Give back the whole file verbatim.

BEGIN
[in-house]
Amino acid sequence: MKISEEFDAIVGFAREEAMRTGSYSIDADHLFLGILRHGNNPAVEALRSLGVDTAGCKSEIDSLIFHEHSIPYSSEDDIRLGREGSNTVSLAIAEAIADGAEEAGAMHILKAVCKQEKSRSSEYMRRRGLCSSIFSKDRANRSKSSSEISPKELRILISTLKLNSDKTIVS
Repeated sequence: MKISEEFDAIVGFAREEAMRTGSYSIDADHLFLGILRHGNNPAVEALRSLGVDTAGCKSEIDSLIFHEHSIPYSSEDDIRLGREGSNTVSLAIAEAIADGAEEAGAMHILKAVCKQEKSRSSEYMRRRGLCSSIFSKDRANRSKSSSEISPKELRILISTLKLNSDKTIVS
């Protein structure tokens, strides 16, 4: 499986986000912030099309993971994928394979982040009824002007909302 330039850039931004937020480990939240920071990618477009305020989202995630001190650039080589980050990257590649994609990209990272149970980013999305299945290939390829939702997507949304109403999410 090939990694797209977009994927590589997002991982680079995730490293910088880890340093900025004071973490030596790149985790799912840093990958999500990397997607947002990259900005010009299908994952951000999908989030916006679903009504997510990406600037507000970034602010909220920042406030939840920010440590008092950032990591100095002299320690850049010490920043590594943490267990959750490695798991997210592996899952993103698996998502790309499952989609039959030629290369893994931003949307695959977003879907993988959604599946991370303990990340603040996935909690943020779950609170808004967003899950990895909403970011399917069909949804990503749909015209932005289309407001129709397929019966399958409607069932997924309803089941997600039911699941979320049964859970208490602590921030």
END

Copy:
[in-house]
Amino acid sequence: MKISEEFDAIVGFAREEAMRTGSYSIDADHLFLGILRHGNNPAVEALRSLGVDTAGCKSEIDSLIFHEHSIPYSSEDDIRLGREGSNTVSLAIAEAIADGAEEAGAMHILKAVCKQEKSRSSEYMRRRGLCSSIFSKDRANRSKSSSEISPKELRILISTLKLNSDKTIVS
Repeated sequence: MKISEEFDAIVGFAREEAMRTGSYSIDADHLFLGILRHGNNPAVEALRSLGVDTAGCKSEIDSLIFHEHSIPYSSEDDIRLGREGSNTVSLAIAEAIADGAEEAGAMHILKAVCKQEKSRSSEYMRRRGLCSSIFSKDRANRSKSSSEISPKELRILISTLKLNSDKTIVS
């Protein structure tokens, strides 16, 4: 499986986000912030099309993971994928394979982040009824002007909302 330039850039931004937020480990939240920071990618477009305020989202995630001190650039080589980050990257590649994609990209990272149970980013999305299945290939390829939702997507949304109403999410 090939990694797209977009994927590589997002991982680079995730490293910088880890340093900025004071973490030596790149985790799912840093990958999500990397997607947002990259900005010009299908994952951000999908989030916006679903009504997510990406600037507000970034602010909220920042406030939840920010440590008092950032990591100095002299320690850049010490920043590594943490267990959750490695798991997210592996899952993103698996998502790309499952989609039959030629290369893994931003949307695959977003879907993988959604599946991370303990990340603040996935909690943020779950609170808004967003899950990895909403970011399917069909949804990503749909015209932005289309407001129709397929019966399958409607069932997924309803089941997600039911699941979320049964859970208490602590921030």